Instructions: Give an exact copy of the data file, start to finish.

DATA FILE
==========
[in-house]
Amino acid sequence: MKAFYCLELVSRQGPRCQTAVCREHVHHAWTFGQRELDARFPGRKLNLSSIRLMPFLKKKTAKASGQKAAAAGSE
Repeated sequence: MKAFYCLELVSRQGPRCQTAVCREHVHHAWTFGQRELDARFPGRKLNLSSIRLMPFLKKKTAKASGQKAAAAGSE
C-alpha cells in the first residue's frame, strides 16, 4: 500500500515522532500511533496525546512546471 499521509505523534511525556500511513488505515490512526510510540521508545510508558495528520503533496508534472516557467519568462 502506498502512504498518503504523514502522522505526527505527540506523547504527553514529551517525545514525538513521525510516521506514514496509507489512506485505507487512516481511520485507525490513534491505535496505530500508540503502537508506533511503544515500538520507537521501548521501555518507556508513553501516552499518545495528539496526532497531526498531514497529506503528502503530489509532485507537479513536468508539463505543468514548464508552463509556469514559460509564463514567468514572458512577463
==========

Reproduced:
[in-house]
Amino acid sequence: MKAFYCLELVSRQGPRCQTAVCREHVHHAWTFGQRELDARFPGRKLNLSSIRLMPFLKKKTAKASGQKAAAAGSE
Repeated sequence: MKAFYCLELVSRQGPRCQTAVCREHVHHAWTFGQRELDARFPGRKLNLSSIRLMPFLKKKTAKASGQKAAAAGSE
C-alpha cells in the first residue's frame, strides 16, 4: 500500500515522532500511533496525546512546471 499521509505523534511525556500511513488505515490512526510510540521508545510508558495528520503533496508534472516557467519568462 502506498502512504498518503504523514502522522505526527505527540506523547504527553514529551517525545514525538513521525510516521506514514496509507489512506485505507487512516481511520485507525490513534491505535496505530500508540503502537508506533511503544515500538520507537521501548521501555518507556508513553501516552499518545495528539496526532497531526498531514497529506503528502503530489509532485507537479513536468508539463505543468514548464508552463509556469514559460509564463514567468514572458512577463